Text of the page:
I can hear you thinking already – should I invest my valuable time to learn file system forensics? Let me break it down for you. At present, in the realm of state-of-the-art technology, fancy entities like Internet of Things, smart homes, self-driving cars, etc., are sprouting like weeds. Despite that, for every “this is a new smart device”, there is a “cyber-attack launched on smart device by anonymous hackers!” As much as a business mollycoddles their customers, there is a perpetual demand for adroit professionals who can ferret out the unfavourable work transacted by hackers. A cyber criminal always thinks he is one step ahead. They are usually skilled people who have spent a long time studying the technology on the attack surface. What if a forensic investigator is two steps ahead? Such a forensic investigator has a myriad of skills and I am offering you a chance to earn one. A new feather to your forensics cap!
- An in-depth understanding of the layout and inner-working of ext4 file system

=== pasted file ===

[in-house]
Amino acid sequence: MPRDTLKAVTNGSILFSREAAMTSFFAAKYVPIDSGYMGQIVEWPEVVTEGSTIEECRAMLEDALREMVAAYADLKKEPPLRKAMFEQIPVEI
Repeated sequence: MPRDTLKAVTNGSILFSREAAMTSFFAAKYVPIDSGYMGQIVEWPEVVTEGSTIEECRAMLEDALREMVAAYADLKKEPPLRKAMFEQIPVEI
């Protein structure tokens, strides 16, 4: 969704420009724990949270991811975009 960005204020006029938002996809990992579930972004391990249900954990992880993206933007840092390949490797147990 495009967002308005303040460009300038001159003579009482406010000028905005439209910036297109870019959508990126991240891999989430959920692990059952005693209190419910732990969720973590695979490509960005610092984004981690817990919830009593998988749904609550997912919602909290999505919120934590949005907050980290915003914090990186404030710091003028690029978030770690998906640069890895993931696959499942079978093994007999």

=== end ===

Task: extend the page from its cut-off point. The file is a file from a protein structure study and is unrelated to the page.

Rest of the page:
- How to approach data handling at a byte level
- Various features of the ext4 file system
At the end of the course:
- You will know how to perform file carving on EXT4, for data recovery or forensic purposes.
- You will target specific bytes of data in the ext4 file system and interpret them to gain meaningful information
- You will possess the finesse to tackle bytes (zeros and ones) fearlessly
- You will add another badge to your skillset. File System Forensics is a must-know topic for every skilled digital forensic investigator
- The Sleuth Kit Tool Suite
- Linux command line tools like dd, dcfldd, colordiff, hexdump
- wxHex Editor
- A computer with Ubuntu 16.04 LTS installed in it (It is possible to use a VM, but in this course we will be using Ubuntu 16.04 LTS installed directly on the host machine – it would be a better option for the learning process.)
- Good internet connection to download tools on the fly
YOUR INSTRUCTOR - DIVYA LAKSHMANAN